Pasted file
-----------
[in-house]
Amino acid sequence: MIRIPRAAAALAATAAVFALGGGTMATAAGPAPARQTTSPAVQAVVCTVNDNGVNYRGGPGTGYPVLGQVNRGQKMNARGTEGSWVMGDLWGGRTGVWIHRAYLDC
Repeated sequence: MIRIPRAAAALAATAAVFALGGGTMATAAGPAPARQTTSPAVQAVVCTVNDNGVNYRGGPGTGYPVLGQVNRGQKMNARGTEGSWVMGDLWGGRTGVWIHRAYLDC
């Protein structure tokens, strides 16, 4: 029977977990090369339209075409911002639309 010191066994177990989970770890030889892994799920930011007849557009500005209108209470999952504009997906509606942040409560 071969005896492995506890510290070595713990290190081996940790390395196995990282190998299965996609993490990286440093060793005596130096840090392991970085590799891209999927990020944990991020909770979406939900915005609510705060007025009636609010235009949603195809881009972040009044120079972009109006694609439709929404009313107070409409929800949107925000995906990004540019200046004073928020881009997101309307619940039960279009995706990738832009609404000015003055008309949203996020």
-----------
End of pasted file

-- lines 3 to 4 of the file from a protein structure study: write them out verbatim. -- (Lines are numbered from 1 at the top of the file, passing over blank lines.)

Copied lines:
Repeated sequence: MIRIPRAAAALAATAAVFALGGGTMATAAGPAPARQTTSPAVQAVVCTVNDNGVNYRGGPGTGYPVLGQVNRGQKMNARGTEGSWVMGDLWGGRTGVWIHRAYLDC
């Protein structure tokens, strides 16, 4: 029977977990090369339209075409911002639309 010191066994177990989970770890030889892994799920930011007849557009500005209108209470999952504009997906509606942040409560 071969005896492995506890510290070595713990290190081996940790390395196995990282190998299965996609993490990286440093060793005596130096840090392991970085590799891209999927990020944990991020909770979406939900915005609510705060007025009636609010235009949603195809881009972040009044120079972009109006694609439709929404009313107070409409929800949107925000995906990004540019200046004073928020881009997101309307619940039960279009995706990738832009609404000015003055008309949203996020």